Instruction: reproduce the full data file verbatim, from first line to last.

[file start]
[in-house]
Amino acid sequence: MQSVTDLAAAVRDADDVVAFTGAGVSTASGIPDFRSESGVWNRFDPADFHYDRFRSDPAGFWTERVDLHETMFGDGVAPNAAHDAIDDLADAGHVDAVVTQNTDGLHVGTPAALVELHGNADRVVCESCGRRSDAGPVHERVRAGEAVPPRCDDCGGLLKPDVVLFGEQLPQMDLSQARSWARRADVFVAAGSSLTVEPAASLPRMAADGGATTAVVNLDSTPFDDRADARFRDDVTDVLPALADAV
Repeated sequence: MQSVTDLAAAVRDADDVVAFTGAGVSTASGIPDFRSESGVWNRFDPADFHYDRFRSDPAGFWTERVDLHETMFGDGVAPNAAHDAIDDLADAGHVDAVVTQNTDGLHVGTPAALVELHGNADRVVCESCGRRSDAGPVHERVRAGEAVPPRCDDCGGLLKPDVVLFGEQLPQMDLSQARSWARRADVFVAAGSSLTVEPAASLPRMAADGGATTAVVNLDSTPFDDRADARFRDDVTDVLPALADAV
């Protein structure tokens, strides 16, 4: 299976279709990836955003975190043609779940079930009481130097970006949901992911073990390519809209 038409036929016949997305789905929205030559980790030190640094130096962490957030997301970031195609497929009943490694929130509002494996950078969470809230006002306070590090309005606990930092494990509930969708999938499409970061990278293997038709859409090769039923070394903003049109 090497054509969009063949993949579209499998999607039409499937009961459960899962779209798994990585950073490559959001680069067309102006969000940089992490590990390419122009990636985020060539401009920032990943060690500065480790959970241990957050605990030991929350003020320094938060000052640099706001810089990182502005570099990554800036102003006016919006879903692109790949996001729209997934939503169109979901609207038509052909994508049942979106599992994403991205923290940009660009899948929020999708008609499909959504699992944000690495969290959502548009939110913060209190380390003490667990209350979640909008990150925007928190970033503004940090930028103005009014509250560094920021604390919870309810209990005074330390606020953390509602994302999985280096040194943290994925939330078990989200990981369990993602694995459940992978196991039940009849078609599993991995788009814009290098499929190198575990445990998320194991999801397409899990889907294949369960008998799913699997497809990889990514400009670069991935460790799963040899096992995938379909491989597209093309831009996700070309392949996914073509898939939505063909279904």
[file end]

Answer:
[in-house]
Amino acid sequence: MQSVTDLAAAVRDADDVVAFTGAGVSTASGIPDFRSESGVWNRFDPADFHYDRFRSDPAGFWTERVDLHETMFGDGVAPNAAHDAIDDLADAGHVDAVVTQNTDGLHVGTPAALVELHGNADRVVCESCGRRSDAGPVHERVRAGEAVPPRCDDCGGLLKPDVVLFGEQLPQMDLSQARSWARRADVFVAAGSSLTVEPAASLPRMAADGGATTAVVNLDSTPFDDRADARFRDDVTDVLPALADAV
Repeated sequence: MQSVTDLAAAVRDADDVVAFTGAGVSTASGIPDFRSESGVWNRFDPADFHYDRFRSDPAGFWTERVDLHETMFGDGVAPNAAHDAIDDLADAGHVDAVVTQNTDGLHVGTPAALVELHGNADRVVCESCGRRSDAGPVHERVRAGEAVPPRCDDCGGLLKPDVVLFGEQLPQMDLSQARSWARRADVFVAAGSSLTVEPAASLPRMAADGGATTAVVNLDSTPFDDRADARFRDDVTDVLPALADAV
């Protein structure tokens, strides 16, 4: 299976279709990836955003975190043609779940079930009481130097970006949901992911073990390519809209 038409036929016949997305789905929205030559980790030190640094130096962490957030997301970031195609497929009943490694929130509002494996950078969470809230006002306070590090309005606990930092494990509930969708999938499409970061990278293997038709859409090769039923070394903003049109 090497054509969009063949993949579209499998999607039409499937009961459960899962779209798994990585950073490559959001680069067309102006969000940089992490590990390419122009990636985020060539401009920032990943060690500065480790959970241990957050605990030991929350003020320094938060000052640099706001810089990182502005570099990554800036102003006016919006879903692109790949996001729209997934939503169109979901609207038509052909994508049942979106599992994403991205923290940009660009899948929020999708008609499909959504699992944000690495969290959502548009939110913060209190380390003490667990209350979640909008990150925007928190970033503004940090930028103005009014509250560094920021604390919870309810209990005074330390606020953390509602994302999985280096040194943290994925939330078990989200990981369990993602694995459940992978196991039940009849078609599993991995788009814009290098499929190198575990445990998320194991999801397409899990889907294949369960008998799913699997497809990889990514400009670069991935460790799963040899096992995938379909491989597209093309831009996700070309392949996914073509898939939505063909279904």